C. Asking prospects to buy early and often, always going for the close.
3. The best sales people are:
B. assertive, confident and charismatic
C. disciplined, competent, highly knowledgeable
4. Moving the sales conversation forward fast matters more than making the prospect feel comfortable with the process.
5. You're selling website design services, and a prospect tells you that the last agency they worked with wasn't able to get it right. How would you respond?
B. I can tell, looking at your website there's so much that could be executed much better, and we're the right team to help you with that. Let's start working on this together?
C. What about the work they delivered wasn't right?
Why do companies conduct sales assessments?
Sales assessments serve a number of purposes meant to improve a company’s sales hiring. Here are some of benefits of using a sales skills assessment test:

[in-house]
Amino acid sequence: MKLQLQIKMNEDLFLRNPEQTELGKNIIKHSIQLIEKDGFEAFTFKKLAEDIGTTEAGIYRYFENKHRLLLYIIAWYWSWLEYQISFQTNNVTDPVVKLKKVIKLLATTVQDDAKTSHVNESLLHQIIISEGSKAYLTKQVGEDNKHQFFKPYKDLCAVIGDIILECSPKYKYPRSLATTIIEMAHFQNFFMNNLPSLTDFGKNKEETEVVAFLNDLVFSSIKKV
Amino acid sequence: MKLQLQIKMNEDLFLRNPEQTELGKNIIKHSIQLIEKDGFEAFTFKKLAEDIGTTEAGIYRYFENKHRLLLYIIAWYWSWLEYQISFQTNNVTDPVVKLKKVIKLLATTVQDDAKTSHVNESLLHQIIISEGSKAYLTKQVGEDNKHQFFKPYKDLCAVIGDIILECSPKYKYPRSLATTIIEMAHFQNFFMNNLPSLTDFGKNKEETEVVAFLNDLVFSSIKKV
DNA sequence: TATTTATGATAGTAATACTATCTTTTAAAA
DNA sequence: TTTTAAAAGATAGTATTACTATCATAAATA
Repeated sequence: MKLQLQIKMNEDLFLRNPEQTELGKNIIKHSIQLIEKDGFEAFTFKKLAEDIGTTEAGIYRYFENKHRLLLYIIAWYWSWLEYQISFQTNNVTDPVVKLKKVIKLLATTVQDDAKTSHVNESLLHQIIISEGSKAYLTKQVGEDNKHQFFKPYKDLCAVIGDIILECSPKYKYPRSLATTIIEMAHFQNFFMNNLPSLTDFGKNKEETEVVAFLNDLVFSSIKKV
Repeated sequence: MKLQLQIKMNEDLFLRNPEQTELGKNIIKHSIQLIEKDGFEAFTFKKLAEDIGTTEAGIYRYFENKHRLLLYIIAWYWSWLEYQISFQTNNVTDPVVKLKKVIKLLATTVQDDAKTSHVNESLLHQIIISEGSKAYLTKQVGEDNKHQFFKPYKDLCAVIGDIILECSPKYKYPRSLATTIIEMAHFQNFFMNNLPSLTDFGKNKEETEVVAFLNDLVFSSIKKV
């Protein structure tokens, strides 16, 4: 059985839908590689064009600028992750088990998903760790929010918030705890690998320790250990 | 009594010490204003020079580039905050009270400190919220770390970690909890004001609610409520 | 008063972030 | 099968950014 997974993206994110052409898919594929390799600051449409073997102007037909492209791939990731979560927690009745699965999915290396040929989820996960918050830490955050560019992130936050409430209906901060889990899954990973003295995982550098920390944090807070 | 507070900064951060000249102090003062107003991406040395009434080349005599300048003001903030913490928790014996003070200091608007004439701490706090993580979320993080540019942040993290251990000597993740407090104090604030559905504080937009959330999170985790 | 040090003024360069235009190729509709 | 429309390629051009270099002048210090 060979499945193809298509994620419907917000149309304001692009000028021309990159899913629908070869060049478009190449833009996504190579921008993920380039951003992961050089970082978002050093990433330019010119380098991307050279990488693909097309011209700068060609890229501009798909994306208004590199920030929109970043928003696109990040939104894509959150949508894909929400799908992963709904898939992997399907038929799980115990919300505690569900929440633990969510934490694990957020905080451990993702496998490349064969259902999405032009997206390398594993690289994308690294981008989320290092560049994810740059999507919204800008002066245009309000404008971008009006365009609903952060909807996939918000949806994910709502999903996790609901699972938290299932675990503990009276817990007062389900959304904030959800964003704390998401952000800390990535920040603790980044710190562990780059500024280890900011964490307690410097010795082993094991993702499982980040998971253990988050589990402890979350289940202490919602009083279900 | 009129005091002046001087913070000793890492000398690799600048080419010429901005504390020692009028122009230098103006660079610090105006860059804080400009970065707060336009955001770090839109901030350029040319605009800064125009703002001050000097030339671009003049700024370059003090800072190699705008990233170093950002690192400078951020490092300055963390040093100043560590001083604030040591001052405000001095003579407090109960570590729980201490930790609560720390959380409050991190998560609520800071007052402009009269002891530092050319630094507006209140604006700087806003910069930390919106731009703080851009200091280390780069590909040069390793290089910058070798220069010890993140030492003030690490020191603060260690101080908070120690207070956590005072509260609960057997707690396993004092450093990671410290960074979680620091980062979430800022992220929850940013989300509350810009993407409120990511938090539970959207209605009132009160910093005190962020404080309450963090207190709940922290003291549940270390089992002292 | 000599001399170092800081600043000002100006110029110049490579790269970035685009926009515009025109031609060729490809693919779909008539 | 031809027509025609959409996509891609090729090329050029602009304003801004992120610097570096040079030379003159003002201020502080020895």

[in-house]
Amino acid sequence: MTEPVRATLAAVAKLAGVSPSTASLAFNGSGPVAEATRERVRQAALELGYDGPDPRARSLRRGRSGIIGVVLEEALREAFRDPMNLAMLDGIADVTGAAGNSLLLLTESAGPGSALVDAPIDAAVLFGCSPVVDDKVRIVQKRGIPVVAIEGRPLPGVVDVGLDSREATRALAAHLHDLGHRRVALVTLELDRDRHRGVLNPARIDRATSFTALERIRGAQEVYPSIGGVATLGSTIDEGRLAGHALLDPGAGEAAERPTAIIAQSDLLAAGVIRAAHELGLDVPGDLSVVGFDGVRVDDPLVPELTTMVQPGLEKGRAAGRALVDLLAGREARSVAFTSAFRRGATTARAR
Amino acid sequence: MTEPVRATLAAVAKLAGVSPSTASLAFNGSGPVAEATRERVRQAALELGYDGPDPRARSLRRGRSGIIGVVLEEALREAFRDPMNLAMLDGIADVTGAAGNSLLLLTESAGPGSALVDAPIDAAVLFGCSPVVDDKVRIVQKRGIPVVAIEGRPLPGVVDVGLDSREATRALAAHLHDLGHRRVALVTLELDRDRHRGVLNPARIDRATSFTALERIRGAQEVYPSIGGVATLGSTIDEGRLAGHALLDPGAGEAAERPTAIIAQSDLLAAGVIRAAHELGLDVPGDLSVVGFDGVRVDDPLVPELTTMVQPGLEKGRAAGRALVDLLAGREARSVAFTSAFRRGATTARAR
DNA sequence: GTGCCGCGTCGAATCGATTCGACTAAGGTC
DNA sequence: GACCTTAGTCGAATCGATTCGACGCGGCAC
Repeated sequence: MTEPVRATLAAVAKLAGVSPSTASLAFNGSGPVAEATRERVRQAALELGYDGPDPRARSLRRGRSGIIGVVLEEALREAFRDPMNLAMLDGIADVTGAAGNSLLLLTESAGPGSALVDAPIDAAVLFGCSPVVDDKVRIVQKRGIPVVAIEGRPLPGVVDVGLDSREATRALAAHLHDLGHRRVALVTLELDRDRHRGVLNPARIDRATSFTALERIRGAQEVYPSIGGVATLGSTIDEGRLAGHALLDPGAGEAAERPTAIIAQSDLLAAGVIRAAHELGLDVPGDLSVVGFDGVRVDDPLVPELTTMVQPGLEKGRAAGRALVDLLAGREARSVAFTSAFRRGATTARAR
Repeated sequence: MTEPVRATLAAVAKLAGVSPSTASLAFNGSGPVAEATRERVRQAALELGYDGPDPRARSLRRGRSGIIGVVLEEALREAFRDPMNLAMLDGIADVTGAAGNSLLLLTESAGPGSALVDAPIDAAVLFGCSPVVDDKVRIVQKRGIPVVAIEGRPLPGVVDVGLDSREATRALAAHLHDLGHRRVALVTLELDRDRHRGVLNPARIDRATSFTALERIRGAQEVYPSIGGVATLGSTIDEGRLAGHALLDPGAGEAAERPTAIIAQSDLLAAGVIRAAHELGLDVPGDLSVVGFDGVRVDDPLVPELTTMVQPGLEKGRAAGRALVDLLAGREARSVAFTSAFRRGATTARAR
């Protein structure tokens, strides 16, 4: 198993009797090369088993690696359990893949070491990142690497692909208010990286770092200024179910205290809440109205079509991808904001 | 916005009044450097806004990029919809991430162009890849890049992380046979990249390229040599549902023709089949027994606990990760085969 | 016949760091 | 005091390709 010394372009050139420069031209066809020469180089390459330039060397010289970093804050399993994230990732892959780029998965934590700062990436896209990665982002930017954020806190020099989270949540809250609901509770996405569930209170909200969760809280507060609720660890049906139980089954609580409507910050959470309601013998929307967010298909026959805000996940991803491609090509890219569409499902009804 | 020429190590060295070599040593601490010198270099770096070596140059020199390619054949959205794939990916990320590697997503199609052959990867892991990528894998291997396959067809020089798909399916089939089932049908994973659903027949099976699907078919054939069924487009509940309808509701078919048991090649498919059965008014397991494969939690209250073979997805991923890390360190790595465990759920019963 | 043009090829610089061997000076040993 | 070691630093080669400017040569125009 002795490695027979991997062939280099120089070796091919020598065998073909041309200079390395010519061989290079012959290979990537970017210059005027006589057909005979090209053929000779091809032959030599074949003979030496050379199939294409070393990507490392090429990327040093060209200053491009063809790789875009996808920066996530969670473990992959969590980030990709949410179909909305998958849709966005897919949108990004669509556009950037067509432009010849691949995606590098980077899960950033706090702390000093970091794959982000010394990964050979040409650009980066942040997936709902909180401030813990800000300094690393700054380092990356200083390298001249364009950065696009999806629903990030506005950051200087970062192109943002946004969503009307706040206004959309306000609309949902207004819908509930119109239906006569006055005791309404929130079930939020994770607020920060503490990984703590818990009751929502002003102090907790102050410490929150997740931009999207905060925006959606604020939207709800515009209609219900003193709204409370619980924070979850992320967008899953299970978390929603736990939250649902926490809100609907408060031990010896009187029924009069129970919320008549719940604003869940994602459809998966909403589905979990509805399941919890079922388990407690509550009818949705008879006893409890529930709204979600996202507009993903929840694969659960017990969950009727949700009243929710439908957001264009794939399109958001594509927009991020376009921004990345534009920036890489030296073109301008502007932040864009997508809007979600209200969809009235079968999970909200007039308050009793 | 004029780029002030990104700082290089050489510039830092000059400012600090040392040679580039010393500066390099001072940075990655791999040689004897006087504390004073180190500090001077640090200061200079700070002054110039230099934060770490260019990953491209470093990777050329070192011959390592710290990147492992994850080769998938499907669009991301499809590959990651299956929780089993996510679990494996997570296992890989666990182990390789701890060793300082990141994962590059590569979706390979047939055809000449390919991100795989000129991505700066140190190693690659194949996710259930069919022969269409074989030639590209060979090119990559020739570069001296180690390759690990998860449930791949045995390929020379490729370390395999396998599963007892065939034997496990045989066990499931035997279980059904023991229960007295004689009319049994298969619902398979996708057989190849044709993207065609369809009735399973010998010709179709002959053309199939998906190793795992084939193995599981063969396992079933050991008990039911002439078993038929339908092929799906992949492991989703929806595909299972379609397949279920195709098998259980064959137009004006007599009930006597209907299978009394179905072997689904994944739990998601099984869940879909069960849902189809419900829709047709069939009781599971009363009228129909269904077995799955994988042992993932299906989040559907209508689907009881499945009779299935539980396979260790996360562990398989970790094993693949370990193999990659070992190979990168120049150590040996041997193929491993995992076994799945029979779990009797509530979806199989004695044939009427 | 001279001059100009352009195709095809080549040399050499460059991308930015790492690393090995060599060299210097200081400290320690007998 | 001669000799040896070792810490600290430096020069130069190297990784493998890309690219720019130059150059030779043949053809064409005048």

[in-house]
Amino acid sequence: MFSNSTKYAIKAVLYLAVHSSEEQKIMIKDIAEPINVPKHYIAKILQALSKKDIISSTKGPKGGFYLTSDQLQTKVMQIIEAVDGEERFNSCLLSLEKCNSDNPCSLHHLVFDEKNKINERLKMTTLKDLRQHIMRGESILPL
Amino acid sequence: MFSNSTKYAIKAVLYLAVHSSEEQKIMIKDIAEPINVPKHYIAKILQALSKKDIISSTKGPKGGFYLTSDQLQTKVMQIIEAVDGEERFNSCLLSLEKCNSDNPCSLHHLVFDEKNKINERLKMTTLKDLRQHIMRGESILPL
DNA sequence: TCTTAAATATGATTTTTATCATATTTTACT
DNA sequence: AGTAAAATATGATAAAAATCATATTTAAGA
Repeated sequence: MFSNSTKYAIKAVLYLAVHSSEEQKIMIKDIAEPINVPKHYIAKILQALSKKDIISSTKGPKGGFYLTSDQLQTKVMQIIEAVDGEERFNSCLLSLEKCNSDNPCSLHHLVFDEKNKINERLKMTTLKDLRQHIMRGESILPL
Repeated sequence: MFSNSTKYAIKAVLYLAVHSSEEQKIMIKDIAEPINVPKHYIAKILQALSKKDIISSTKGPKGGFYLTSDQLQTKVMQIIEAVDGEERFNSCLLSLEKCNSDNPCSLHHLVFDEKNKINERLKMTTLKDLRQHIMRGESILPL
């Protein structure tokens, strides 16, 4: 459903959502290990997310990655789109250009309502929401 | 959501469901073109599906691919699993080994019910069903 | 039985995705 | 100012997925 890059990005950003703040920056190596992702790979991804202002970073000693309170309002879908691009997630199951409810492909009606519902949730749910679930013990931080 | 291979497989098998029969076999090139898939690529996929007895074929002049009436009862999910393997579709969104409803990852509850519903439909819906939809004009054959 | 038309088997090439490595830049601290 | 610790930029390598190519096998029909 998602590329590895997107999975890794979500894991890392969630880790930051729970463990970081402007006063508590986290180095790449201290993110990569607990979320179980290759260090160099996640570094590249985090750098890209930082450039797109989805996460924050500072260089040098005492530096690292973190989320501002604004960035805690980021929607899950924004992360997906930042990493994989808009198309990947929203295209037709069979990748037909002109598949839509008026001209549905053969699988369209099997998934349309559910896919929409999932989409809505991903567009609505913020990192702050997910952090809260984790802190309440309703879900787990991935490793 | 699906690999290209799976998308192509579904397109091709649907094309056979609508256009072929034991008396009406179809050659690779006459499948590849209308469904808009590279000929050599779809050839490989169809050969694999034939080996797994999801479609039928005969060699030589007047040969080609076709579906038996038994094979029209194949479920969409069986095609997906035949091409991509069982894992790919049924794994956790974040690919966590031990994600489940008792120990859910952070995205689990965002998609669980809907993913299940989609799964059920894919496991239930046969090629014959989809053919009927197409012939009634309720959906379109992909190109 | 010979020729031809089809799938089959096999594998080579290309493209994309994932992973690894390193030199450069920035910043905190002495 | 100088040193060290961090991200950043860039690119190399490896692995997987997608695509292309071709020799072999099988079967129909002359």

- Get an additional data point to the classic sales interview. Employers using sales assessments can objectively screen and compare candidates on essential sales competencies that might not become apparent through a traditional interview. After all, standard job interview questions rarely go beyond gauging applicants for charisma, confidence, inquire about their past sales performance, or examine subject-matter expertise.
- Determine if a candidate is a good fit for a particular sales position. For instance, if a company is hiring for an SDR position, it can evaluate the sales assessment test results to determine whether the applicant can hold a conversation and have a good tolerance for sales rejections. Taking this approach will lead to better employee-role fit, improving the likelihood of long-term sales staff retention.
- Learn which client a candidate is best suited for. Does the applicant have excellent problem-solving skills? If so, the employer can consider utilizing them for clients currently facing issues in their business. Additionally, companies can use sales assessments to determine the industry a candidate is best suited for. The test can be tailored to feature scenarios and questions specific to factors like the client’s business model and industry.